Lemon (Citrus Limon) - Probably the easiest citrus tree to grow in Southern Nevada. Suggested Varieties - Eureka, Meyer, and Pink Lemon

Grapefruit (Citrus Paradisi) - Another citrus tree we see do well around the Valley. Suggested Varieties - Marsh Seedless, Rio Red, and Oro Blanco

Lime (Citrus Aurantiifolia) - Typically the most tender Citrus, they are still a potential option. Make sure the tree's location is protected from wind.

Kumquat (Citrus Japonica)- Heavy producers of small fruit that can be eaten rind and all

Oranges (Citrus Sinensis) - Not necessarily known for doing well in our climate, but we have seen them work

Calamondin (Citrus Microcarpa) - Often grown for it's looks, it does produce small sour orange fruit. Originally introduced in America as "Acid Orange"

Pummelo (Citrus Maxima) - ancestor to the grapefruit, and largest member of the citrus family.

Tangerine/Mandarin (Citrus Reticulata) - good producers in the desert. Heat loving and cold tolerant

Tangelo (Citrus Tangelo) - A cross between Tangerine and Grapefruit

Plums (Prunus Prunus)

One of the oldest fruit trees cultivated by man, research indicates plum trees originally come from Iran. A plum tree can grow as tall as 40ft. They're beautiful spring flowers make great decorative additions to a landscape. Plums make great fruit trees for the desert. Suggested Varieties: Santa Rosa and Beauty - both are self pollinating, and are needed to pollinate other varieties.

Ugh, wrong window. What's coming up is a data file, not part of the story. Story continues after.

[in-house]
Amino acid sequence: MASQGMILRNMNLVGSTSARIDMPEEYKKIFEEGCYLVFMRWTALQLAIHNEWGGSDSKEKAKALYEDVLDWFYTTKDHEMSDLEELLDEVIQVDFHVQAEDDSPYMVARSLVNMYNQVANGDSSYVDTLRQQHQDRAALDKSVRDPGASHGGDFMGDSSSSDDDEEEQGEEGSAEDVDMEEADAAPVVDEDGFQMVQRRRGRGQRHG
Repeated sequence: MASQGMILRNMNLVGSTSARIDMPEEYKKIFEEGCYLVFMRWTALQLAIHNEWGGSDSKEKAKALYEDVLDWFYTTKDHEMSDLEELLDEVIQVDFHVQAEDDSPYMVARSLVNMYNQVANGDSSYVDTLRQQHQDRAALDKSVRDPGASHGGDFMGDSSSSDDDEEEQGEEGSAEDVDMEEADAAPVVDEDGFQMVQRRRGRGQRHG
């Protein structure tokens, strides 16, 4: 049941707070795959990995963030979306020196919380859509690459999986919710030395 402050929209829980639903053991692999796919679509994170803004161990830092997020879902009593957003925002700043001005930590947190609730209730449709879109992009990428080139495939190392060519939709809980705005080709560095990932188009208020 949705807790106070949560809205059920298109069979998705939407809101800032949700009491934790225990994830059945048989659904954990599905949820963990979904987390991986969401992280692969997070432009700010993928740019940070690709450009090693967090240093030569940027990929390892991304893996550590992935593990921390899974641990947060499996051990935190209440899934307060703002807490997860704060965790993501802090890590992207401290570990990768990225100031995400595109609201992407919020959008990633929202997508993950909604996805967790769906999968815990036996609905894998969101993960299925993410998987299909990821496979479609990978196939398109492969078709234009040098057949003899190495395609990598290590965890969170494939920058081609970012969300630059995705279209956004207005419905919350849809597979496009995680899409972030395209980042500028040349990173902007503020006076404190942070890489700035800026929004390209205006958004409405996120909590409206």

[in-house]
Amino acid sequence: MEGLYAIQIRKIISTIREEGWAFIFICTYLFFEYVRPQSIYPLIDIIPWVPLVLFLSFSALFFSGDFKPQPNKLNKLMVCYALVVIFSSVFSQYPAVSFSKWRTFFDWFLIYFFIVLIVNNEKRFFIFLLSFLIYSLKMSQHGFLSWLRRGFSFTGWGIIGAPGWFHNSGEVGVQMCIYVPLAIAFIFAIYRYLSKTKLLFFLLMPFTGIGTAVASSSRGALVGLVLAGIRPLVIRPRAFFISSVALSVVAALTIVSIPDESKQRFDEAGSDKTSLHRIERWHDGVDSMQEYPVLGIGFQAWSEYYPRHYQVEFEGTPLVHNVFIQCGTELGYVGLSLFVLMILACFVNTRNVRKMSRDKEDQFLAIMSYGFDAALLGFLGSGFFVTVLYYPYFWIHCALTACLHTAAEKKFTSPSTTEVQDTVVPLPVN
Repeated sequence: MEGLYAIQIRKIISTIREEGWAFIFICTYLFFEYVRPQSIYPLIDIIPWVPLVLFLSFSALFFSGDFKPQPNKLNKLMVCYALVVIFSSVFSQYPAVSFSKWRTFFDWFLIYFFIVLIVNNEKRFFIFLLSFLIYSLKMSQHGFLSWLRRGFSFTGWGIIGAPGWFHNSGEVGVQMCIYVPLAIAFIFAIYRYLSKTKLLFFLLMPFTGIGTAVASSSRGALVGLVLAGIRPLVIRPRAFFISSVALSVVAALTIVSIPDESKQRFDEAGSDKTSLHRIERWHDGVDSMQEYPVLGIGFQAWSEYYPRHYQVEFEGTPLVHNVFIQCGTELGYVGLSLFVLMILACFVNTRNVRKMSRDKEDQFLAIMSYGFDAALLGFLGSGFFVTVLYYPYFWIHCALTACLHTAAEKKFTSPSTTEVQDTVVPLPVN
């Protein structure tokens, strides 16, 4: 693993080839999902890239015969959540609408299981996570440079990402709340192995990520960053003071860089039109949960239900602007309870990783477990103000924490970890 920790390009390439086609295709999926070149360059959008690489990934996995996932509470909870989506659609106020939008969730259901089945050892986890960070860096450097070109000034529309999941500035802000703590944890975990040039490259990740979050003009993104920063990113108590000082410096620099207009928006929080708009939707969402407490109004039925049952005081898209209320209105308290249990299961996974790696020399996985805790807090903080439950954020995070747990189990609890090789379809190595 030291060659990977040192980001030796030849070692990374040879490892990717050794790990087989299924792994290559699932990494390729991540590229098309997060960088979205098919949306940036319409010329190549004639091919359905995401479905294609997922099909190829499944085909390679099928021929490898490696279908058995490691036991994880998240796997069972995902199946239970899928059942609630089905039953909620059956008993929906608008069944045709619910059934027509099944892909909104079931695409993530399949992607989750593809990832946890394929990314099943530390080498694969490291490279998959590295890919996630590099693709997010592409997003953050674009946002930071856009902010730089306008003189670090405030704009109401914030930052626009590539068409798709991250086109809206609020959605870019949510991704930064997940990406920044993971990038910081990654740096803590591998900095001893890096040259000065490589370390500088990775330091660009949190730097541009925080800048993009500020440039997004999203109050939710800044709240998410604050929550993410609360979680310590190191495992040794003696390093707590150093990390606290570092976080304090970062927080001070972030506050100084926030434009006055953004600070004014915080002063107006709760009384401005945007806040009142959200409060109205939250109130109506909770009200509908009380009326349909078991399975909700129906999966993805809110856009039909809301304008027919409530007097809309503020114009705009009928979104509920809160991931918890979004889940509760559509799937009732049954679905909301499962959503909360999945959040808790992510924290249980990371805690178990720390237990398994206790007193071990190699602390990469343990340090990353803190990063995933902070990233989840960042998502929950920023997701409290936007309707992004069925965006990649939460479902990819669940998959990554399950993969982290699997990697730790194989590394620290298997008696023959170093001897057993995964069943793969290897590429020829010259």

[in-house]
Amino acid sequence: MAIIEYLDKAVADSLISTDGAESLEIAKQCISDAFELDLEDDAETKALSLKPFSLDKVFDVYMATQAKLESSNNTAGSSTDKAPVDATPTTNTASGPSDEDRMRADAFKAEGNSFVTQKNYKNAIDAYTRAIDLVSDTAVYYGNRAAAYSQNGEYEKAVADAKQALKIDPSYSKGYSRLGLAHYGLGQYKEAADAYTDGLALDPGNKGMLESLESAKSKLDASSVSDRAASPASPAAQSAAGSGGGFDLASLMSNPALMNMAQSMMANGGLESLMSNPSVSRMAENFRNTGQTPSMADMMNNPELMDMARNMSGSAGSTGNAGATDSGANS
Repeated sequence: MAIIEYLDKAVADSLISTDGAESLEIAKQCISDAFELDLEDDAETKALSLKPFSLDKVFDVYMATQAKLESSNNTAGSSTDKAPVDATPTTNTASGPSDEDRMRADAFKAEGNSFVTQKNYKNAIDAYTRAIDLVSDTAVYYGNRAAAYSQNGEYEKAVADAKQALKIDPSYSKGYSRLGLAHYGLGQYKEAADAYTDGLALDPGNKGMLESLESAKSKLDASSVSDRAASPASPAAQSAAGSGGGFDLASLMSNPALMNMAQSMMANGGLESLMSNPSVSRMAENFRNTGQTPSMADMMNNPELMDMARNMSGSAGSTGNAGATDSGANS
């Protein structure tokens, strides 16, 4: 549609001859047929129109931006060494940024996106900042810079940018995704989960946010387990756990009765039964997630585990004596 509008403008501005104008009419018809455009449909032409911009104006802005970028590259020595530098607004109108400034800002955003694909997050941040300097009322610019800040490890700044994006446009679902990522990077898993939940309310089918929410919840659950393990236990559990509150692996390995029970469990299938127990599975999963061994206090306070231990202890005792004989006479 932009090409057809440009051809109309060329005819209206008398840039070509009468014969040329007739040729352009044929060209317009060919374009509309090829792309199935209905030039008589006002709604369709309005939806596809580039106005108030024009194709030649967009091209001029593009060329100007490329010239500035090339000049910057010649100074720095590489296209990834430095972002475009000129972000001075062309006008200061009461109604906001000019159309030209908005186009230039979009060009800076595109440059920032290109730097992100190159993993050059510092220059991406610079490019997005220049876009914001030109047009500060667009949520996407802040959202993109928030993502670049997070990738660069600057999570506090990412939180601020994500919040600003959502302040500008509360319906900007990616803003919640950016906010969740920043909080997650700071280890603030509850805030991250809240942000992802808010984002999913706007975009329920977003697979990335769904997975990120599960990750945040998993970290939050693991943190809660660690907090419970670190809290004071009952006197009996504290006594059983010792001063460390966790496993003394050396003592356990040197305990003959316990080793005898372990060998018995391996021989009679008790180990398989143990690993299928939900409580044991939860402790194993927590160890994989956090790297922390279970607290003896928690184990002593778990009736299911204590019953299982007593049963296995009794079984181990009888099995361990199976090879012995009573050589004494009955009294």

*Note - Purple Leaf Plum Trees are typically grown for there flower blossoms and colorful foliage, but they do produce a small edible fruit, though it is very bitter.

Apricots (Prunus Armeniaca)

Another ancient tree, apricots were cultivated independently in multiple locations through the Middle East and Asia. An apricot tree can grow as tall as 40ft. Our favorite early producer. They are a little frost sensitive, but apricot trees love the heat and sunshine.

Peaches/Nectarines (Prunus Persica)

Though they are often characterized separately for commercial purposes, the peach and nectarine are actually the same species. Native to northwest China, evidence indicates they were domesticated as early as 6000 BCE, and quickly made their way across Asia to Japan, India, and westward to Persia. Alexander the Great was said to have brought them to southern Europe in 300 BCE, and Spanish colonist brought cultivars to the Americas in the 16th century. Growing as tall as 23ft tall and wide, these trees are relatively short lived at 7-15 years, but are also one of the first trees in the orchard to start producing fruit, typically in their 3rd year. Peach trees are known for their beautiful blossoms in the early spring. The peach tree, it's fruit, foliage, and flowers have strong symbolic traditions for many cultures across the world.

Loquat (Eriobotrya japonica)

Native to south central China. This tree is naturalized globally and cultivated not just for it's fruit, but the leaves are used to make tea, and the wood is used for high end furniture. They also make great ornamental trees or shrubs. Loquat trees can grow to 30 ft tall. Unusual for most fruit trees, loquat flowers blossom in Autumn or Winter, and the fruit ripens from early Spring to early Summer.

Fan Palms (Washatonia)